This paper introduces an approach for separately quantifying the contributions from renewables in decomposition analysis. So far, decomposition analyses of the drivers of national CO2 emissions have typically considered the combined energy mix as an explanatory factor without an explicit consideration or separation of renewables. As the cost of renewables continues to decrease, it becomes increasingly relevant to track their role in CO2 emission trends. Index decomposition analysis, in particular, provides a simple approach for doing so using publicly available data. We look to the U.S. as a case study, highlighting differences with the more detailed but also more complex structural decomposition analysis. Between 2007 and 2013, U.S. CO2 emissions decreased by around 10%—a decline not seen since the oil crisis of 1979. Prior analyses have identified the shale gas boom and the economic recession as the main explanatory factors. However, by decomposing the fuel mix effect, we conclude that renewables played an equally important role as natural gas in reducing CO2 emissions between 2007 and 2013: renewables decreased total emissions by 2.3–3.3%, roughly matching the 2.5–3.6% contribution from the shift to natural gas, compared with 0.6–1.5% for nuclear energy.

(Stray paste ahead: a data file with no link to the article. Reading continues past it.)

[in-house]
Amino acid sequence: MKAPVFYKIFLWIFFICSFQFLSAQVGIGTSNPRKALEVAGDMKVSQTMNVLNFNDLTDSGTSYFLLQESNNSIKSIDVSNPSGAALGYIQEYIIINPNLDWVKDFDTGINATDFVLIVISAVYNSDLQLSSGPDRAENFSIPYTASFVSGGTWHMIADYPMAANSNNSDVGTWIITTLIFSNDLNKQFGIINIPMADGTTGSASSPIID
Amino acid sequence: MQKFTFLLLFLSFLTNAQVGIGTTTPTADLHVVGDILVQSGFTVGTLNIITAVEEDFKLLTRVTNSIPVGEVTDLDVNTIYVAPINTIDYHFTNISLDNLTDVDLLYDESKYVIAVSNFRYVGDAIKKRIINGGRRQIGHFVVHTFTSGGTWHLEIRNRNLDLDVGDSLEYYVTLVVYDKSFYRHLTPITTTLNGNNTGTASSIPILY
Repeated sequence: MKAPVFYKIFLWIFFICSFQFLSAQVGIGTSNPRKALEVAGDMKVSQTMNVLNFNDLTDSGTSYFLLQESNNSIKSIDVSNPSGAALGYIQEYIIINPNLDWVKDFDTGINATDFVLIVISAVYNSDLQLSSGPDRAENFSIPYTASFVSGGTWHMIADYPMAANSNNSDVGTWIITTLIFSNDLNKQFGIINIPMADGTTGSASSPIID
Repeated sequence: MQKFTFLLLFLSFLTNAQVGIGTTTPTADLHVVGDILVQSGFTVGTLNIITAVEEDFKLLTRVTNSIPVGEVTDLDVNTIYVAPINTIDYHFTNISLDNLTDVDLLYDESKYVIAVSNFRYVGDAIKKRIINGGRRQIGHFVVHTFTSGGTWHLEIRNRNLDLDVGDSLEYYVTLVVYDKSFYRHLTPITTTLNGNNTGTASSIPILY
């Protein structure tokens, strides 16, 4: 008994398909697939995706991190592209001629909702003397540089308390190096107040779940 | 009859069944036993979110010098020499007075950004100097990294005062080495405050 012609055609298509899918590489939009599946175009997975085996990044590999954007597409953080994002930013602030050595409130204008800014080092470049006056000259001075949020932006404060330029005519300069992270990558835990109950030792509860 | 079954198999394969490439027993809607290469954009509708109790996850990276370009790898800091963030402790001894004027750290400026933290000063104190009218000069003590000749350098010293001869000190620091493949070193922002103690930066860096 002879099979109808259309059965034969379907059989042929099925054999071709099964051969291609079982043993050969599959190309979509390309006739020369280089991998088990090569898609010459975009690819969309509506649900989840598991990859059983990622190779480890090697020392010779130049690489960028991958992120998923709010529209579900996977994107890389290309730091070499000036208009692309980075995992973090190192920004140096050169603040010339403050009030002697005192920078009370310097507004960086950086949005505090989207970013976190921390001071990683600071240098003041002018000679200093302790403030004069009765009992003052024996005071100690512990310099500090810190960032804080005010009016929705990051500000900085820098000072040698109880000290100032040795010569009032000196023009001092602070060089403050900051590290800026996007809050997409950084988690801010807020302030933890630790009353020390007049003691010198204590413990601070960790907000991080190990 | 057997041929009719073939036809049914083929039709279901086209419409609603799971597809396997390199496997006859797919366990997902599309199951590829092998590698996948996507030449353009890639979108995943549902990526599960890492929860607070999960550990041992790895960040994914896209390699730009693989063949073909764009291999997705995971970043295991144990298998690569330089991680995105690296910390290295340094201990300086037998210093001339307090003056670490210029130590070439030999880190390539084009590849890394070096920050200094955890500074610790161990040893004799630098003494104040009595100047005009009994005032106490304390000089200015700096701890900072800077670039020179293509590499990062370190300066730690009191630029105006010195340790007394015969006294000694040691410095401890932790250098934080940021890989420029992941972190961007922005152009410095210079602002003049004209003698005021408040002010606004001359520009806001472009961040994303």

This paper reviews the cost of various interventions that reduce greenhouse gas emissions. As much as possible we focus on actual abatement costs (dollars per ton of carbon dioxide avoided), as measured by 50 economic studies of programs over the past decade, supplemented by our own calculations. We distinguish between static costs, which occur over the lifetime of the project, and dynamic costs, which incorporate spillovers. Interventions or policies that are expensive in a static sense can be inexpensive in a dynamic sense if they induce innovation and learning-by-doing.
Like many other states, Oregon has begun to pursue climate policies to attempt to fill the gap created by the lack of effective climate policy at the Federal level. After adopting a variety of policies to address climate change and other environmental impacts from energy use, Oregon is now contemplating the adoption of a greenhouse gas (GHG) cap-and-trade system. However, interactions between policies can have important consequences for environmental and economic outcomes. Thus, as Oregon considers taking this step, reconsidering the efficacy of its other current climate policies may better position the state to achieve long-run emission reductions at sustainable economic costs.
We raise for debate and discussion what in our opinion is a growing mis-control and mis-protection of U.S. energy research. We outline the origin of this mis-control and mis-protection, and propose two guiding principles to mitigate them and instead nurture research: (1) focus on people, not projects; and (2) culturally insulate research from development, but not science from technology.